Saturday, May 28, 2005

Confidential to JDM

You'll get over a relative getting married on a date that he or she knows is your birthday; I did. (And Happy Birthday, BTW.)

JEOPARDY! Part 1

I plan to do a JEOPARDY! column every Saturday, complete with cliffhangers. This may be an artifice, but so were the Saturday matinee cliffhangers. You always knew if OUR HERO were hanging off the precipice at the end of the reel, that his horse and a piece of rope would save the day in the beginning of the next scene. Didn't you?

Every weekday at lunchtime from 1965 to 1968, while growing up in Binghamton, NY, I would go to my maternal grandmother's house and watch JEOPARDY! with Art Fleming as the host, and Don Pardo (later of Saturday Night Live fame) as the announcer. I watched with my great-aunt Deana Yates, who lived with Grandma Williams. (About the only decent scene in the movie Airplane 2 was the Art Fleming JEOPARDY! sequence.)

The money was much less then. The clues in the first round ran from $10 to $50, with the second round double that. Watching that program, I learned that the ZIP Code for the Spiegel catalog in Chicago was 60609, and that Rice-A-Roni was "the San Francisco treat." I probably learned some other stuff as well. But I went to high school in 1968, and didn't come home for lunch, so I watched the program only sporadically thereafter, and by the time the show went off the air in 1975, I was off at college and hardly watching it at all.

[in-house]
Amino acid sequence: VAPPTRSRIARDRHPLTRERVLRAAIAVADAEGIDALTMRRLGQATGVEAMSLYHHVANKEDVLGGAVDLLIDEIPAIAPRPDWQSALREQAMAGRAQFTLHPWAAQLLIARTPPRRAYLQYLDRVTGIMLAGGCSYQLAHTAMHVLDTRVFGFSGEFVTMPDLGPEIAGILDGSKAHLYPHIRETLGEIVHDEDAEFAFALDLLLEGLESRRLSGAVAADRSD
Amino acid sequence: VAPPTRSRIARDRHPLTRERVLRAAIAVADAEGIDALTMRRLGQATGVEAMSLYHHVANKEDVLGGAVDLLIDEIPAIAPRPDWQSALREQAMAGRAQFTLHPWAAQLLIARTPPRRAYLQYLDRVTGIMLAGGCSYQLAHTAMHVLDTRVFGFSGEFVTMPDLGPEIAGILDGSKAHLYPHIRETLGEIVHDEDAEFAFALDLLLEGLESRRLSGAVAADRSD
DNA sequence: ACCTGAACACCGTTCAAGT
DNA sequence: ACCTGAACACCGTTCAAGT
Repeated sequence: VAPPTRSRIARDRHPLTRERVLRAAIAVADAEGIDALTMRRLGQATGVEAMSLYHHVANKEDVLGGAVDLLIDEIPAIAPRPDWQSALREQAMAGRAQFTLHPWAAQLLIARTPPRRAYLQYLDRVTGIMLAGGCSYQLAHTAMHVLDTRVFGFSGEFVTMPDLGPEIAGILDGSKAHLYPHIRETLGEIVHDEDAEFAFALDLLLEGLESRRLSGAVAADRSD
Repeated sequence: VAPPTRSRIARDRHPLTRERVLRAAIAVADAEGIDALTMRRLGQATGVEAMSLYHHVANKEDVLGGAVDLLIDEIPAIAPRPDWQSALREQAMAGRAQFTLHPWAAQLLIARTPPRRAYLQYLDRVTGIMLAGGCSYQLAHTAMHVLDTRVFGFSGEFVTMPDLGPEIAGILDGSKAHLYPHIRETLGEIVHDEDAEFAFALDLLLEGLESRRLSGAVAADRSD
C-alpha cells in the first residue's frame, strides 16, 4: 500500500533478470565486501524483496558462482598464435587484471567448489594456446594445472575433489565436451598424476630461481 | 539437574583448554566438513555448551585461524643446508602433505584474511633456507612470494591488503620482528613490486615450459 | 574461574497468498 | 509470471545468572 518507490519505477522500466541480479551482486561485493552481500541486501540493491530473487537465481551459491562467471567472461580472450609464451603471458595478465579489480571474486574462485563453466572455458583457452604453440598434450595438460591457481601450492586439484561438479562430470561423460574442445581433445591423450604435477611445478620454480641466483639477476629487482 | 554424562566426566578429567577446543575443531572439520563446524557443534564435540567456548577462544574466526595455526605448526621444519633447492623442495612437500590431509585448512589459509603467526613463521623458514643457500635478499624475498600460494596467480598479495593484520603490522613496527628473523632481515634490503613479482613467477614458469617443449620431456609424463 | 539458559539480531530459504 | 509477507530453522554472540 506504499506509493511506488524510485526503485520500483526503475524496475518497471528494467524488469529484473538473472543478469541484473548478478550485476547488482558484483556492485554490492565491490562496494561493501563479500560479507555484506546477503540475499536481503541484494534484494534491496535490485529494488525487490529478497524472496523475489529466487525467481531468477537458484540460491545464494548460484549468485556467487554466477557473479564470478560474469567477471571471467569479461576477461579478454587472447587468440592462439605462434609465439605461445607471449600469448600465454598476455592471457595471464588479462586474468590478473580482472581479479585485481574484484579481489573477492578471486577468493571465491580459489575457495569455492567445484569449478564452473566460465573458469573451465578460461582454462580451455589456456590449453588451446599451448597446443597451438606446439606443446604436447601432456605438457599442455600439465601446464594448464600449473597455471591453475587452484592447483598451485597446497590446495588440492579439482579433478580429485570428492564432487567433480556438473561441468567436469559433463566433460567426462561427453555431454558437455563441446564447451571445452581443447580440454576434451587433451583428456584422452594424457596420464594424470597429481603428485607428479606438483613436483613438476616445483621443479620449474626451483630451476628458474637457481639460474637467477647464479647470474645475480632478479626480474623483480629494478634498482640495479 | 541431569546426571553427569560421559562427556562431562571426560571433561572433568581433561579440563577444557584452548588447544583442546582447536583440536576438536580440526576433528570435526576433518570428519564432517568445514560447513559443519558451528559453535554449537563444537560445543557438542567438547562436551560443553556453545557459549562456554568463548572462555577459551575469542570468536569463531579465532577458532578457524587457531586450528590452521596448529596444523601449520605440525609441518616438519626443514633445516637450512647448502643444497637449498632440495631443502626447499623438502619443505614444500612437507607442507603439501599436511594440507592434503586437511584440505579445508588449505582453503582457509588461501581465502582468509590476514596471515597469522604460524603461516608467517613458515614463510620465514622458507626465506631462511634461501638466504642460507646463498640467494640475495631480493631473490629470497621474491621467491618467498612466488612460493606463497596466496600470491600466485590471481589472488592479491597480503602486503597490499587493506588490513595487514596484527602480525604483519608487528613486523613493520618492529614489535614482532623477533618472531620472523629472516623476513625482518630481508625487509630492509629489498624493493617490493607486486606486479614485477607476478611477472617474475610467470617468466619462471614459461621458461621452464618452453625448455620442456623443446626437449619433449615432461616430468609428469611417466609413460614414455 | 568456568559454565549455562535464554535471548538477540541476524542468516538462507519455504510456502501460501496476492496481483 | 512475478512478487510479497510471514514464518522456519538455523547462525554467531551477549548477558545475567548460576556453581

Meanwhile, I tried out for one of those Pyramid shows, hosted by Dick Clark, when I was living in NYC in 1977. I must have done miserably; even my sister, who didn't even watch the show, got a callback, though she was not ultimately chosen, either.

JEOPARDY! returned in 1984 as a syndicated show hosted by Alex Trebek, former host of High Rollers, a show I would watch occasionally. I was almost instantly captivated by it. The questions addressed popular culture as well as the more encyclopedic material. The set was more stylish. Also the money had increased tenfold, with the clues running from $100 to $500 in the first round, and again, twice that in the second round. As the show grew in stature in the culture, I knew I'd have to try out "sometime when I get to Los Angeles." Meanwhile, I watched with a fervor that approached devotion.

Then I saw THE NOTICE in the Times Union, Thursday, April 9, 1998, Page: D5, 169 words. I almost missed it: